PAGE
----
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RESEARCH PAPERS: Mechanisms Papers

A Modal Analysis Solution Technique to the Equations of Motion for Elastic Mechanism Systems Including the Rigid-Body and Elastic Motion Coupling Terms

[+] Author and Article Information
A. G. Jablokow

The Pennsylvania State University, Mechanical Engineering Dept., University Park, PA 16802

S. Nagarajan

IBM Corporation, Rochester, MN 55901

D. A. Turcic

University of Wisconsin-Madison, Department of Mechanical Engineering, Madison, WI 53706

J. Mech. Des 115(2), 314-323 (Jun 01, 1993) (10 pages) doi:10.1115/1.2919194 History: Received July 01, 1988; Online June 02, 2008

Abstract

This paper presents a modal analysis solution technique for the matrix equations of motion of elastic mechanism systems including the rigid-body elastic motion coupling terms and general damping. In many cases, researchers have neglected these terms because they complicate and diminish the efficiency of the solution process. This has been justified by assuming that the terms are small and do not affect the system response. The results obtained using the techniques developed within show this is true for some, but not all mechanisms. The solution technique adds the rigid-body elastic motion coupling terms to the system mass, damping, and stiffness matrices thus allowing them to affect the system response appropriately. The resulting nonsymmetric matrices are then rewritten in first order form allowing general damping to be included in the analysis. Modal analysis techniques are utilized to solve for the steady-state response of the elastic mechanism system. Thus the methods developed in this work provide a technique for including the rigid-body elastic motion coupling terms and general damping in the equations of motion while maintaining the advantage of using efficient modal analysis techniques of finding the response of the system. A number of examples are presented that establish the validity of this approach to the solution of the matrix equations of motion for elastic mechanism systems. The results show that the rigid-body elastic motion coupling terms can become significant at higher operating speeds.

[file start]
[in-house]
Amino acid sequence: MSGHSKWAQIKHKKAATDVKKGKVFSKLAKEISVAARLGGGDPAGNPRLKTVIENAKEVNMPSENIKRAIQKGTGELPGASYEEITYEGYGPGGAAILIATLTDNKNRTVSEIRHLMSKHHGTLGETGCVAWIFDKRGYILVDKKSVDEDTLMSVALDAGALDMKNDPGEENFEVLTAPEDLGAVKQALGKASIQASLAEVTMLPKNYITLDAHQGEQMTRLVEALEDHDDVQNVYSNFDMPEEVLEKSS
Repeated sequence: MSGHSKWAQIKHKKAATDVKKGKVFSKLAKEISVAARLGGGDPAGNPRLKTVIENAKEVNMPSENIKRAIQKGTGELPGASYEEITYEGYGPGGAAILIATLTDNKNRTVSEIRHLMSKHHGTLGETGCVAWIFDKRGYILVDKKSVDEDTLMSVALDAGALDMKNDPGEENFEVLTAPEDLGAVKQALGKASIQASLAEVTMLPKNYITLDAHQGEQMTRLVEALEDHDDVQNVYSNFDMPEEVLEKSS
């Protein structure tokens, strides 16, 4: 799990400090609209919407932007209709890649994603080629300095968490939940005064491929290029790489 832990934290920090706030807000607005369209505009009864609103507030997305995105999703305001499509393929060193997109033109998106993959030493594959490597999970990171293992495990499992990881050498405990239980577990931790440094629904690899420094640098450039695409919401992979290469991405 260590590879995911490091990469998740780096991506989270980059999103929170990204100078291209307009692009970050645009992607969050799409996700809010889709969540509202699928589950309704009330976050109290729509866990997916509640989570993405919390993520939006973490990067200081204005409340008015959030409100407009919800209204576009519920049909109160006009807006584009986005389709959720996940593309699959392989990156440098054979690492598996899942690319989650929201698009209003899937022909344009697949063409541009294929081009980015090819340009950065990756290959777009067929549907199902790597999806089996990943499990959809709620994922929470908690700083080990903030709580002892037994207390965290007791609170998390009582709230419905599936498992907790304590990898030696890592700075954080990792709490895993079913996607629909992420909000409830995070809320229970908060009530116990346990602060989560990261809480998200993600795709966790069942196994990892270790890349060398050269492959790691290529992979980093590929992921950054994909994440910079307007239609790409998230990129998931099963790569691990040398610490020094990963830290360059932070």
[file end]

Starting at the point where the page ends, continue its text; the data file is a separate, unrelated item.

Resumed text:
Copyright © 1993 by The American Society of Mechanical Engineers
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